Your desk job and poor posture may be causing your headaches and/or your shoulder pain. Sitting for long hours at your desk often focusing more on your work than your posture may cause you to slouch and tense. Tightness in your neck and shoulders may cause shoulder pain and/or a headache.
In Registered Massage Therapy terms, we call it “Head Forward Posture”. Do you get a head ache at the base of your skull? Maybe it refers around and above your ears, or if its really bad perhaps it goes all the way to above your eyes? This is called a Tension Headache and it is caused by the shortening of the muscles at the base of your skull and front of your neck. These muscles (suboccipitals) become a mining field full of trigger points (knots) which refer as that dull, uncomfortable, painful headache. Check out our video on how to correct this imbalance and negate the negative effects your head forward posture has on your posture.
Ease Your Headache With Better Posture
Muscles around your shoulders and spine often become tense when sitting in the same position and dealing with pressures at work.
- When working at your desk try to stretch and take a short stroll outside or around your office every hour.
- Ensure your chair is adjusted to the right height and has a good support for your lower back.
- Sitting on a Swiss ball is an attractive alternative for some.
- Adjust the chair height so your elbows are in a natural position to prevent straining your neck and upper back muscles.
- Correctly adjust your posture (emphasis on correctly because this is so often done wrong). Try it with me right now as I explain…
- exactly as you’re sitting right now lift your shoulders straight up towards your ears
- now push them straight back until you feel the tightening inbetween your shoulder blades
- Straighten the back of your neck
- now slide your shoulders down your back
- VIOLA! You have correctly repositioned your shoulders and neck with out creating any unnecessary extension of your mid or lower back.
- **think, “up, back, down” with the movement of your shoulders and maintain a lengthening of the back of the neck**
Set Your Desk Up
To avoid slouching and chair issues try working at a stand-up desk. Adjust your desk so it is a comfortable level for your arms to avoid slouching over your desk. Set your computer up so you don’t have to lean forward. Shoulder pain may also be caused by your mouse, known as ‘mouse shoulder’. As mentioned before, take regular breaks from your desk to avoid repetitive strain injury in your shoulder.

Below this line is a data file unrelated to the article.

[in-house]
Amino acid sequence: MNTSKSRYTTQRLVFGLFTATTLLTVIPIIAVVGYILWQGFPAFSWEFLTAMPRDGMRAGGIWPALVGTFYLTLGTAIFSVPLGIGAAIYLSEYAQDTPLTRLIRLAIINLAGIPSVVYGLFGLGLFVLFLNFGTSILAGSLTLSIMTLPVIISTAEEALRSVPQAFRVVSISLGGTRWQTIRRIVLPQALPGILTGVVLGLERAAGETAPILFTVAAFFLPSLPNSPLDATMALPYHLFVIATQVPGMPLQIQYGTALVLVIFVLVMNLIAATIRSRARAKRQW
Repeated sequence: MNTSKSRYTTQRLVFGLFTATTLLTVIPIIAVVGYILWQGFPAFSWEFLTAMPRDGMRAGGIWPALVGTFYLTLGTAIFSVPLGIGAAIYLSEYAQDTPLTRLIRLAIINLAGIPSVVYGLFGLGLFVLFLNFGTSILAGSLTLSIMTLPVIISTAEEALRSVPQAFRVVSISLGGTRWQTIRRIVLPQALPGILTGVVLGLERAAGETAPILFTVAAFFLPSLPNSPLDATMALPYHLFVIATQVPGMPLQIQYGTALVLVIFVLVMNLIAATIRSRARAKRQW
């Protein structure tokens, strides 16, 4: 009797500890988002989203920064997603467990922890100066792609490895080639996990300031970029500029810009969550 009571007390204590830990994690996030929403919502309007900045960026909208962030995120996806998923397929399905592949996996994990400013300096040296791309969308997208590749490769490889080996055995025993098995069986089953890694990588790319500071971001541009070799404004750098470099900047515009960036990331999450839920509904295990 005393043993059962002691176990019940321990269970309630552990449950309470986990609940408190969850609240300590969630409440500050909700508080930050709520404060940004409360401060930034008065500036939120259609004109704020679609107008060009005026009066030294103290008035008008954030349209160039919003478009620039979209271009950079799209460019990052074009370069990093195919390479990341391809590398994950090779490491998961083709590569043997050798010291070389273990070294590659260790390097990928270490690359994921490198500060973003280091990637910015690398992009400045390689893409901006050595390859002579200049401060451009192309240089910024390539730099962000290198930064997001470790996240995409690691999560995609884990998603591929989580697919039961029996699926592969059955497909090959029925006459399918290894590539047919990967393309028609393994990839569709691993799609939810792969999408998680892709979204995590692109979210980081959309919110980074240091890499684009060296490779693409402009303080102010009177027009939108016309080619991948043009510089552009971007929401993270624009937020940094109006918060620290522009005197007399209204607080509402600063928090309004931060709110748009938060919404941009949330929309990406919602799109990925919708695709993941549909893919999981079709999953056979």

Handle Stress To Ease Shoulder Pain
Stress may be the source of neck and shoulder pain. Often when stressed some of us tend to tighten our shoulder muscles and hunch over. Tight neck and shoulder muscles often lead to headaches. Many find yoga and/or going for massage therapy treatments effective for managing stress, strengthening neck, shoulder and back muscles and for correcting any postural issues. Check out our article on diaphragmatic breathing to manage stressful situations.
This is no joke helpful! We arent just tooting our own horn here, either. This is straight forward, honest and proven to help with neck and shoulder pain from sitting at a desk all day. In school we learn dozens of techniques on how to release suboccipital muscles. We learn how to know what muscles to work on specifically based off of where you are feeling your headache. It may seem like your massage therapist has ‘magic hands’ but its simply incredible intuition and a good memory from the lessons in class.
Often enough, the neck will cause jaw imbalances which will can also cause discomfort and imbalances. Our massage therapy team knows of this pain tension pattern well and are intuitively skilled at working on this. Have you seen our article on TMJD (temporal mandibular joint dysfunction) and how we can help?
Simultaneously, massage therapy can also work on the negative positional imbalance in your shoulders when sitting at a desk all day. Anteriorly rolled shoulders can cause hypertonic anterior rotator cuff muscles (super tight front of the shoulder muscles), and hypotonic posterior cuff and back muscles (weak shoulder and upper back muscles). Your RMT will work with your body to release the necessary knots and hypertonic muscles, as well as providing you with the necessary strengthening techniques to correct the weakness.